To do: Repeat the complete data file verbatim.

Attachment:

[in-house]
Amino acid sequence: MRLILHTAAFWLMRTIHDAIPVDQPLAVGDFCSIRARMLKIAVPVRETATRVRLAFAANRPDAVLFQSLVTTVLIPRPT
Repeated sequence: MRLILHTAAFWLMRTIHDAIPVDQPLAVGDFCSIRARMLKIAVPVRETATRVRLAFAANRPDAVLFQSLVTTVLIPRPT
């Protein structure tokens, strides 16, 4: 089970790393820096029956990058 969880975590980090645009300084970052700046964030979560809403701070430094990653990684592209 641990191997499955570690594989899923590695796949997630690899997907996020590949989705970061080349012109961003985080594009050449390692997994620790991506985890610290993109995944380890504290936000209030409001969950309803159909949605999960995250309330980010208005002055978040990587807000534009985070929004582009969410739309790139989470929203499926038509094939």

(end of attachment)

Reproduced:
[in-house]
Amino acid sequence: MRLILHTAAFWLMRTIHDAIPVDQPLAVGDFCSIRARMLKIAVPVRETATRVRLAFAANRPDAVLFQSLVTTVLIPRPT
Repeated sequence: MRLILHTAAFWLMRTIHDAIPVDQPLAVGDFCSIRARMLKIAVPVRETATRVRLAFAANRPDAVLFQSLVTTVLIPRPT
């Protein structure tokens, strides 16, 4: 089970790393820096029956990058 969880975590980090645009300084970052700046964030979560809403701070430094990653990684592209 641990191997499955570690594989899923590695796949997630690899997907996020590949989705970061080349012109961003985080594009050449390692997994620790991506985890610290993109995944380890504290936000209030409001969950309803159909949605999960995250309330980010208005002055978040990587807000534009985070929004582009969410739309790139989470929203499926038509094939």